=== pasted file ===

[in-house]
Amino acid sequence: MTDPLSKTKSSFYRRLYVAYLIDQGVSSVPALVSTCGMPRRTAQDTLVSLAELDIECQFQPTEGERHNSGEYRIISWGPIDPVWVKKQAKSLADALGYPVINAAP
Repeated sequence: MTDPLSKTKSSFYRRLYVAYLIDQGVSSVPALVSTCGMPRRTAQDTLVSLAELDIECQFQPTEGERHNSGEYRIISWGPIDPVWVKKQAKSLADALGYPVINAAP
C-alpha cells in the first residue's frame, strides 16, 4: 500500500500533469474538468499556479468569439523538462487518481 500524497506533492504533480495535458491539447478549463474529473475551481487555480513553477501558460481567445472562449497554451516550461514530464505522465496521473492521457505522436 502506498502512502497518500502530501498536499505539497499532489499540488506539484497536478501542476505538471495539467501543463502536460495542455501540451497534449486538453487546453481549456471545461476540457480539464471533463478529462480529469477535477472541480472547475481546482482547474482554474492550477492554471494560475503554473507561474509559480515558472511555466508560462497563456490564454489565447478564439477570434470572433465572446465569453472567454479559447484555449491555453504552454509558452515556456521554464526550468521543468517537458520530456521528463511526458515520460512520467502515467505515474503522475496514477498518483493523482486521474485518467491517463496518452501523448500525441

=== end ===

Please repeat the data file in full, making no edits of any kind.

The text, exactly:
[in-house]
Amino acid sequence: MTDPLSKTKSSFYRRLYVAYLIDQGVSSVPALVSTCGMPRRTAQDTLVSLAELDIECQFQPTEGERHNSGEYRIISWGPIDPVWVKKQAKSLADALGYPVINAAP
Repeated sequence: MTDPLSKTKSSFYRRLYVAYLIDQGVSSVPALVSTCGMPRRTAQDTLVSLAELDIECQFQPTEGERHNSGEYRIISWGPIDPVWVKKQAKSLADALGYPVINAAP
C-alpha cells in the first residue's frame, strides 16, 4: 500500500500533469474538468499556479468569439523538462487518481 500524497506533492504533480495535458491539447478549463474529473475551481487555480513553477501558460481567445472562449497554451516550461514530464505522465496521473492521457505522436 502506498502512502497518500502530501498536499505539497499532489499540488506539484497536478501542476505538471495539467501543463502536460495542455501540451497534449486538453487546453481549456471545461476540457480539464471533463478529462480529469477535477472541480472547475481546482482547474482554474492550477492554471494560475503554473507561474509559480515558472511555466508560462497563456490564454489565447478564439477570434470572433465572446465569453472567454479559447484555449491555453504552454509558452515556456521554464526550468521543468517537458520530456521528463511526458515520460512520467502515467505515474503522475496514477498518483493523482486521474485518467491517463496518452501523448500525441